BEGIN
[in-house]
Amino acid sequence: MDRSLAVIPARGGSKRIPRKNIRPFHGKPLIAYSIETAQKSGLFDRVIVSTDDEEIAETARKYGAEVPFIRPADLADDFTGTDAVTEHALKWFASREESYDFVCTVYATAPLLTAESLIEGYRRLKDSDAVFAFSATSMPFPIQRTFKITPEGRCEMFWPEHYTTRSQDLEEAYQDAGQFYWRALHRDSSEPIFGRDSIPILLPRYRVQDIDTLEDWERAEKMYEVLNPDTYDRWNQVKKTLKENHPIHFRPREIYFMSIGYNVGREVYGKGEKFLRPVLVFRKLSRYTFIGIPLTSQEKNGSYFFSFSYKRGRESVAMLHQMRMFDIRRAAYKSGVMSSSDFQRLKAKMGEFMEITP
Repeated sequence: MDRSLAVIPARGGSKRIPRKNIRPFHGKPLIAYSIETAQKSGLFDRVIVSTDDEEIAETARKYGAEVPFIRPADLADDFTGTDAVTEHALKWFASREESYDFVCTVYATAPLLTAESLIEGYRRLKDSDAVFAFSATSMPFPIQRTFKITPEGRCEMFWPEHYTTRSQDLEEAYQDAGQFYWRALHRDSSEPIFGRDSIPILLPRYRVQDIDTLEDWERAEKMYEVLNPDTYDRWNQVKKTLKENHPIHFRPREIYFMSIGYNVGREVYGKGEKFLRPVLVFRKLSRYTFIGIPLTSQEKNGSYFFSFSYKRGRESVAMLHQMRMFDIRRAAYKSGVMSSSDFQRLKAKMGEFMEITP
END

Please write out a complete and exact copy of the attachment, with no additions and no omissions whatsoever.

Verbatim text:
[in-house]
Amino acid sequence: MDRSLAVIPARGGSKRIPRKNIRPFHGKPLIAYSIETAQKSGLFDRVIVSTDDEEIAETARKYGAEVPFIRPADLADDFTGTDAVTEHALKWFASREESYDFVCTVYATAPLLTAESLIEGYRRLKDSDAVFAFSATSMPFPIQRTFKITPEGRCEMFWPEHYTTRSQDLEEAYQDAGQFYWRALHRDSSEPIFGRDSIPILLPRYRVQDIDTLEDWERAEKMYEVLNPDTYDRWNQVKKTLKENHPIHFRPREIYFMSIGYNVGREVYGKGEKFLRPVLVFRKLSRYTFIGIPLTSQEKNGSYFFSFSYKRGRESVAMLHQMRMFDIRRAAYKSGVMSSSDFQRLKAKMGEFMEITP
Repeated sequence: MDRSLAVIPARGGSKRIPRKNIRPFHGKPLIAYSIETAQKSGLFDRVIVSTDDEEIAETARKYGAEVPFIRPADLADDFTGTDAVTEHALKWFASREESYDFVCTVYATAPLLTAESLIEGYRRLKDSDAVFAFSATSMPFPIQRTFKITPEGRCEMFWPEHYTTRSQDLEEAYQDAGQFYWRALHRDSSEPIFGRDSIPILLPRYRVQDIDTLEDWERAEKMYEVLNPDTYDRWNQVKKTLKENHPIHFRPREIYFMSIGYNVGREVYGKGEKFLRPVLVFRKLSRYTFIGIPLTSQEKNGSYFFSFSYKRGRESVAMLHQMRMFDIRRAAYKSGVMSSSDFQRLKAKMGEFMEITP